The Democratic candidate is the third person to receive the union's endorsement this year for the 17th Congressional District seat.
By DAVID SKOLNICK
VINDICATOR POLITICS WRITER
NORTH JACKSON -- The United Auto Workers, which pulled its endorsement of Warren Davis for the 17th Congressional District position after he refused to retire from union leadership, is throwing its support behind Democrat Timothy J. Ryan.
"Considering the Warren Davis situation, it's real important to us to get this endorsement," said Patrick Lowry, Ryan's campaign spokesman.
The UAW at its international convention last month withdrew its endorsement of Davis, a union member for 48 years including the past 19 as a regional director, because he sought re-election to his Region 2 post. The union also eliminated Region 2, splitting its remains into three other regions.
The reason for this, union officials say, is Davis, an independent congressional candidate from Bay Village, lied to them when he said he would not seek re-election. The union has a long-standing policy of having its directors retire after they turn 65 and complete their term. Davis, 67, has called the rule archaic and discriminatory.
Ryan is now the third person the UAW has endorsed for the 17th Congressional District seat. The union endorsed state Sen. Robert F. Hagan, a Youngstown Democrat, in January, but Hagan opted not to run for the congressional seat.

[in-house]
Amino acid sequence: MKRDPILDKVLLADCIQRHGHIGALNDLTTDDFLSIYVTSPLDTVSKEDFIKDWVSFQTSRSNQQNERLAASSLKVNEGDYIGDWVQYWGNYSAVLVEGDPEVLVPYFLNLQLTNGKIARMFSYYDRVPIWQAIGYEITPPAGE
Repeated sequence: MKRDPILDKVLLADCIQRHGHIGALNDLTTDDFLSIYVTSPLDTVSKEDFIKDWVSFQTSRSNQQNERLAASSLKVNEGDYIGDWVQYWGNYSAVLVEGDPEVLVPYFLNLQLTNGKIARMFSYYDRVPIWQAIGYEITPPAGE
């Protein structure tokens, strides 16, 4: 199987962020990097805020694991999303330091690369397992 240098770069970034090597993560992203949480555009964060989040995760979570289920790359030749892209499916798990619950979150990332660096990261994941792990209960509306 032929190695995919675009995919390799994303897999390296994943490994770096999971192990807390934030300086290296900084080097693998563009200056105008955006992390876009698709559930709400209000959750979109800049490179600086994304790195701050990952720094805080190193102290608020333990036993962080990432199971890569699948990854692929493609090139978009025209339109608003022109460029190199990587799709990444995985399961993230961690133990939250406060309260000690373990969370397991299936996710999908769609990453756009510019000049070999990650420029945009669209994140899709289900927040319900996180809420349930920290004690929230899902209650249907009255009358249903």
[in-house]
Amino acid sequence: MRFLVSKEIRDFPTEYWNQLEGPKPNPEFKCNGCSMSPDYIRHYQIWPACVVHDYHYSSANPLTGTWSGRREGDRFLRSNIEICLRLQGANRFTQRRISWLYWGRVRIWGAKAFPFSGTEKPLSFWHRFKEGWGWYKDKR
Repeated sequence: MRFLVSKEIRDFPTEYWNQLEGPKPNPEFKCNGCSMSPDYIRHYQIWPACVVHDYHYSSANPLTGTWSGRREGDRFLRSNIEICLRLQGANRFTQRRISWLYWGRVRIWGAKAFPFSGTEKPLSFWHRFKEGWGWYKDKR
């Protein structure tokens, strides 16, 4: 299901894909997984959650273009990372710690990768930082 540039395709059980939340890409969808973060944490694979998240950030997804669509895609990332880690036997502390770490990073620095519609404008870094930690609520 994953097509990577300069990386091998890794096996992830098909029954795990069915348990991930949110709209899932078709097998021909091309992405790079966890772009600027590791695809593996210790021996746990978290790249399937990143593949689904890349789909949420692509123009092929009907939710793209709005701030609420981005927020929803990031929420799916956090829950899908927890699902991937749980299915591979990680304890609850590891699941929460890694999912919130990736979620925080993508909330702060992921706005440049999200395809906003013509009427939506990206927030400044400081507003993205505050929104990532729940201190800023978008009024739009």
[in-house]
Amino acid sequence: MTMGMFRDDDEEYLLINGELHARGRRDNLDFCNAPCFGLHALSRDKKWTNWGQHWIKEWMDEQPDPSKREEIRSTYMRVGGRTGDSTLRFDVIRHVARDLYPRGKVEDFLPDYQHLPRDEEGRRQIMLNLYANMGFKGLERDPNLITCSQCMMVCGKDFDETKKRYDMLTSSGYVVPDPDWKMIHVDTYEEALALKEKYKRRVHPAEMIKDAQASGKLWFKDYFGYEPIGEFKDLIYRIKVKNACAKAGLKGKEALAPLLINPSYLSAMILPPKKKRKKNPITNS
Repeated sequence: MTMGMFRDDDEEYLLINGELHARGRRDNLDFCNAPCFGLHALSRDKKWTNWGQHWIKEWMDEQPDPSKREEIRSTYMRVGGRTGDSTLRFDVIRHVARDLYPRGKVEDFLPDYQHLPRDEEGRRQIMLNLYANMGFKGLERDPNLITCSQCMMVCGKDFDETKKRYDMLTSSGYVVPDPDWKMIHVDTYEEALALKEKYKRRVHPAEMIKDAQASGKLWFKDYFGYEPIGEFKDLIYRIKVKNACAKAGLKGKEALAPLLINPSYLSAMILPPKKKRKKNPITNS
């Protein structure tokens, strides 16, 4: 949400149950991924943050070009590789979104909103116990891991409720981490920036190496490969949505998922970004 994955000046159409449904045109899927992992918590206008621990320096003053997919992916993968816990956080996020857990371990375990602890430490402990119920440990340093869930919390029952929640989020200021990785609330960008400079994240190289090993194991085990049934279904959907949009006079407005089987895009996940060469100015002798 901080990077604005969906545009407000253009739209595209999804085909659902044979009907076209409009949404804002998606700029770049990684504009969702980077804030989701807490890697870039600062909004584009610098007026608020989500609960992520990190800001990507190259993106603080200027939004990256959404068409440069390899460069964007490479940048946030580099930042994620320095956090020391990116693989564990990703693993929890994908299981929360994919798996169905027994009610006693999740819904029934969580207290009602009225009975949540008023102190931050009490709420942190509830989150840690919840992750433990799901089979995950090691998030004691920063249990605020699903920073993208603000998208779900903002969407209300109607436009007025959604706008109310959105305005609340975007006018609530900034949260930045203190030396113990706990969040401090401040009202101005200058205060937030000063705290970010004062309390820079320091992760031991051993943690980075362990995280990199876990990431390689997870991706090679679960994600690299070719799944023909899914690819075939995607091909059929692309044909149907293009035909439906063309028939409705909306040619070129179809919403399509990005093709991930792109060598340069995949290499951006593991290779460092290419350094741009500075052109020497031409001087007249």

Ryan, a state senator from Niles, has already received a number of labor endorsements for the November general election, including the AFL-CIO.
Davis could not be reached Monday to comment.
David All, campaign manager for Republican Ann Womer Benjamin, who is also running for the 17th District, expressed surprise at the union's endorsement of Ryan.
"I can't believe the national UAW is forcing the local [unions] to support Tim Ryan when Warren Davis has been fighting for autoworkers all of his life," he said. "Also, we were never asked to screen with them even though we're with them on their issues 100 percent."
Womer Benjamin has been "a friend of labor, but when we needed key votes, she went the other way," such as on tort reform, said Michael Aurilio, chairman of the Columbiana, Mahoning and Trumbull UAW Community Action Program Council, the union's political organization.
There are about 15,000 to 20,000 active and retired UAW members in the 17th District, which includes portions of Mahoning, Trumbull, Portage and Summit counties.
Ryan received the union's endorsement because he has voted with the UAW's position and is approachable, Aurilio said.
"He's got real good promise," Aurilio said of Ryan, who has 18 months of elected political experience. "He's a little green, but it will come with training. We can mold him a little."
Aurilio, one of the early backers of Davis, said it was unfortunate that the former regional director went against the union's mandatory retirement policy. But once Davis did that, he should have known he was going to lose the union's support, Aurilio said.
The fourth congressional candidate for the 17th District seat is U.S. Rep. James A. Traficant Jr. of Poland, who is running as an independent. Traficant had often received the UAW's endorsement in previous elections, but did not get it during his 2000 campaign.
The Auto Workers union donated $5,000 to Ryan's congressional campaign before June 30; its directors voted to endorse Ryan on June 27 even though it wasn't publicly announced until now, Aurilio said.
Because the union gave Ryan's campaign the money before June 30, federal election rules say they are permitted to give him another $5,000 between now and the end of this year.